Sabbatical thoughts

By Enrico Manlapig in reflections

August 23, 2021

contemporary aboriginal art Earth Cycles by Sarrita King. Used with permission.

So today is the first day of our annual faculty retreat. That means that my sabbatical and summer are officially over. Very thankful for this break and anxious for what life will be like when I return to the classroom. I’m going to jot a few things down here, in no particular order, and return to expand upon it later.


I created a Twitter account in February of 2017 to scrape the tweets of a certain someone that rose to prominence around that time. My first Tweet, though, was on March 8, 2021. About 5 months ago. One of my goals this sabbatical was to find my people. As someone that bounces between academia and consulting, it’s hard to know where you belong. So this was a peek into social media to see who’s there and to see what communities I felt most at home in.


I attended a couple of conferences early around all things R. This website is largely a result of that experience. Although I’ve used R for many years, I feel like I’ve made some actual growth in this area over the last 6-8 months. #TidyTuesday is fun. I’ve learned more about Hugo, distill, and blogdown for making websites. I now know Xaringan for making slides. I even tried my hand a little package development.

There are many folks in this community but I feel most appreciative for [ @kierisi, @apreshill, and [@lisalendway](], who’ve been astonishingly kind and generous with me.


I attended an INFORMS conference on business analytics this year. In the ORMS world, I’ve been so impressed by @KayseMaass and her @ORSJ_Lab. They do fascinating work on human trafficking. Kayse is a wonderfully innovative teacher and mentor to her students. I have much to learn from her (and people like her).


I’m stunned how unpopular economists are - much more than I though there would be. And there’s a lot of drama on this channel. Economists have clashed with data people and other economists and people that fancy themselves economists. EconTwitter is pretty wild. Despite the drama, I’ve not found a few generous folks here that I admire.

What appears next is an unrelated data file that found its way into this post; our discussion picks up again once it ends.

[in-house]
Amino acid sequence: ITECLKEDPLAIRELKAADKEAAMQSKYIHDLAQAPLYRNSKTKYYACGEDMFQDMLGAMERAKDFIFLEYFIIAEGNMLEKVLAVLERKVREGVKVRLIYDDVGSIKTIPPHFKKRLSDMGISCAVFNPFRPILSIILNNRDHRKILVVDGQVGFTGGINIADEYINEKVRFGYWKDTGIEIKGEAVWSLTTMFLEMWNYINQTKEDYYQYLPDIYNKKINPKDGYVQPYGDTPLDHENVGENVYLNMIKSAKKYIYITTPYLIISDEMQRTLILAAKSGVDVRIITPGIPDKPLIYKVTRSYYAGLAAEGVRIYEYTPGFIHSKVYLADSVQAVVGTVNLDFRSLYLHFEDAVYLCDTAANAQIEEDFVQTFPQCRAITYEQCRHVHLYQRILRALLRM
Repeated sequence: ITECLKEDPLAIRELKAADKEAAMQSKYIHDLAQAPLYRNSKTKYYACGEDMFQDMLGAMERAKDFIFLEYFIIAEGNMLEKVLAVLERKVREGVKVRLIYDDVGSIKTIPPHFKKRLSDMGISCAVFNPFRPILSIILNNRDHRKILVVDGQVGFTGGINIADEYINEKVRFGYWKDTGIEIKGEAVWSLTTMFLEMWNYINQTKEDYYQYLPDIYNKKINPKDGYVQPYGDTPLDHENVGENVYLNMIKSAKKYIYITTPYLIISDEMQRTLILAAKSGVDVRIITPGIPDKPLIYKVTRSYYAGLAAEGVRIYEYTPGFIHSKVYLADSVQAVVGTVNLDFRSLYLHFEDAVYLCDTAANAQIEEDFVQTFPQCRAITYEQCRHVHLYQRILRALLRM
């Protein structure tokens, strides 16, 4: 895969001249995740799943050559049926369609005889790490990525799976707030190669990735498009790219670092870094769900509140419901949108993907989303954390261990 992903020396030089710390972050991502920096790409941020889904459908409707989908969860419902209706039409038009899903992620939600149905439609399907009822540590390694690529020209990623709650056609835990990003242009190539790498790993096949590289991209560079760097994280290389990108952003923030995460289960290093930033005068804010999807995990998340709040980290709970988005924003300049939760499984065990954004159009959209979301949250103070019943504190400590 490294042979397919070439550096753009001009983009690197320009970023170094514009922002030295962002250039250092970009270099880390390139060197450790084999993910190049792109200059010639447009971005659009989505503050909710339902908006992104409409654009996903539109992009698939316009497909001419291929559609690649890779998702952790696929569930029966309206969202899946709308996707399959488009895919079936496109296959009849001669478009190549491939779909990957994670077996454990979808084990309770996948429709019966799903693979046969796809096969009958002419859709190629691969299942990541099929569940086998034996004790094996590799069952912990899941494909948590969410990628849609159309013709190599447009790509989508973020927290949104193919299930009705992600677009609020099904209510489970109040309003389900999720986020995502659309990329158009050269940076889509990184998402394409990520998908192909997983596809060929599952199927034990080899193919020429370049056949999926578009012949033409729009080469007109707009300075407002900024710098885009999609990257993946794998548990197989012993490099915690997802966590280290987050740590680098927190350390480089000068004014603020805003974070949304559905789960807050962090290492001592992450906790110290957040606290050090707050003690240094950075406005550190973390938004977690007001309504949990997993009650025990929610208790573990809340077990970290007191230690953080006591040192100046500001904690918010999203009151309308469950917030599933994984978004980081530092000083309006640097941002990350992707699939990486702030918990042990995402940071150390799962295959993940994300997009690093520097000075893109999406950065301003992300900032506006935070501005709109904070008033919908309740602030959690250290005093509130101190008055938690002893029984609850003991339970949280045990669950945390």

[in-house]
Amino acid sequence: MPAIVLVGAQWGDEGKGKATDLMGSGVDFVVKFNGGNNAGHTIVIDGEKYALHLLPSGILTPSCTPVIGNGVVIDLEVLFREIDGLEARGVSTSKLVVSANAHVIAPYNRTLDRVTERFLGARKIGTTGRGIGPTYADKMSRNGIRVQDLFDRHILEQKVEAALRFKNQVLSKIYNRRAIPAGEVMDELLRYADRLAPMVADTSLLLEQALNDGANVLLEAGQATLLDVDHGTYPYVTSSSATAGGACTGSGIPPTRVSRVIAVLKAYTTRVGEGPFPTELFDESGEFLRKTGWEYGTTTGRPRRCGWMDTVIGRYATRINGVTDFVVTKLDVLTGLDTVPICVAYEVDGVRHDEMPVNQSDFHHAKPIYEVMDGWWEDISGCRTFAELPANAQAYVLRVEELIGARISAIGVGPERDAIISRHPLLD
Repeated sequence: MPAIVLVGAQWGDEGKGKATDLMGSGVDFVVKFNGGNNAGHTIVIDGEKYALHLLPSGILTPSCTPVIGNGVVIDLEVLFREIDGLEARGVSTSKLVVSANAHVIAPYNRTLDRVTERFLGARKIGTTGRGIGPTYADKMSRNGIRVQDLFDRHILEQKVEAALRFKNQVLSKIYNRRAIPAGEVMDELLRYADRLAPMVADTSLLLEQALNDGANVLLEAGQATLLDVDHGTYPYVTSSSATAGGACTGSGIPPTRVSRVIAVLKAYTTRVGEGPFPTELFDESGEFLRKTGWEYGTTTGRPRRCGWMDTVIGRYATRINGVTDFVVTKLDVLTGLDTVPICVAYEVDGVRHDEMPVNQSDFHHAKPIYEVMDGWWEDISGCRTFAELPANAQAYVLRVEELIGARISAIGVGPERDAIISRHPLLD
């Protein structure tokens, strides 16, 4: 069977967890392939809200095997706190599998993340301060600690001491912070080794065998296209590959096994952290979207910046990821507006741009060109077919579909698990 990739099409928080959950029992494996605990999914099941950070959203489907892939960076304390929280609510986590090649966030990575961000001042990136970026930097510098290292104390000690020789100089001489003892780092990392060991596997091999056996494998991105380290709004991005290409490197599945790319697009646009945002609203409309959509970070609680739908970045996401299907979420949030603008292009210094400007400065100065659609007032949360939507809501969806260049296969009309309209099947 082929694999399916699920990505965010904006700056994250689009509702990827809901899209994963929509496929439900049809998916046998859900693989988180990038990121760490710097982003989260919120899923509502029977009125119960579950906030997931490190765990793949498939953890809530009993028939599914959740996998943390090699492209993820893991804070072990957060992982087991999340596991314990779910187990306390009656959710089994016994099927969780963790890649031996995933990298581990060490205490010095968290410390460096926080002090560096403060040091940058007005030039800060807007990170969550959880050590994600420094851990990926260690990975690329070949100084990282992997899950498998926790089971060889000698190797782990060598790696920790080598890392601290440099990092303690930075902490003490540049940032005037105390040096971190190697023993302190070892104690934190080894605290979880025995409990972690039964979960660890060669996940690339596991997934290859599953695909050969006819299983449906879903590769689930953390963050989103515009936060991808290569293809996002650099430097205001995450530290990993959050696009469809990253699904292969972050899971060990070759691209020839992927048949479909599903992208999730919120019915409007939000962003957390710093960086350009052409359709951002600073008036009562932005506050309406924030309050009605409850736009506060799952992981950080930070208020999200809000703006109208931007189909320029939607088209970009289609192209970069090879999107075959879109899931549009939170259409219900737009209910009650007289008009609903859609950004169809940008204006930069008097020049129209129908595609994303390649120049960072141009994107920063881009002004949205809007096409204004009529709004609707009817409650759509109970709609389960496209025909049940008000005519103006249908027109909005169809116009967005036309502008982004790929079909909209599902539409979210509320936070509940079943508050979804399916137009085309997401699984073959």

@ClaudiaSahm, @JohnQuiggan (from UQ!), @JustinWolfers, and @wwwojtekk (from Columbia!) are just a just a few economists I admire for their clarity of thought.

Also, must mention @SHamiltonian for his food and @KhoaVuUMn because he’s so funny.

Data more generally

@AngelaBassa shares wisdom about management and leadership. Her personal page FAQ is genius.

@ChelseaParlett because she makes probability so relatable

Generative art

@thomasp85, @djnavarro, @NadiehBremer are all so amazing. How they do what they do blows my mind.

Filipinos and Filipinas

@anthonyocampo, @ejrdavid, and @SosyalGal are super different personalities but they all speak about racial justice (esp. Filipino) in ways that resonate with me.

@cesicruz fits in a few categories. Her research is so interesting.


Although much of my personal and professional development is R-focused, I try my best to help students grow in Excel. For many of them, this will be their main tool in the workplace.

This semester, I made a series of videos for the college to introduce them to the basics of Excel. Video editing is a lot of work but I’m glad for the experience and hopeful students get some use from it.

R Stuff

Over the years, I’ve played with many programming languages. For a long while, AMPL and Matlab were my favorites. But both are proprietary.

Posted on:
August 23, 2021
3 minute read, 579 words
sabbatical teaching social media Twitter
See Also:
Looking back on Fall 2021
Transitioning from Lyx to RMarkdown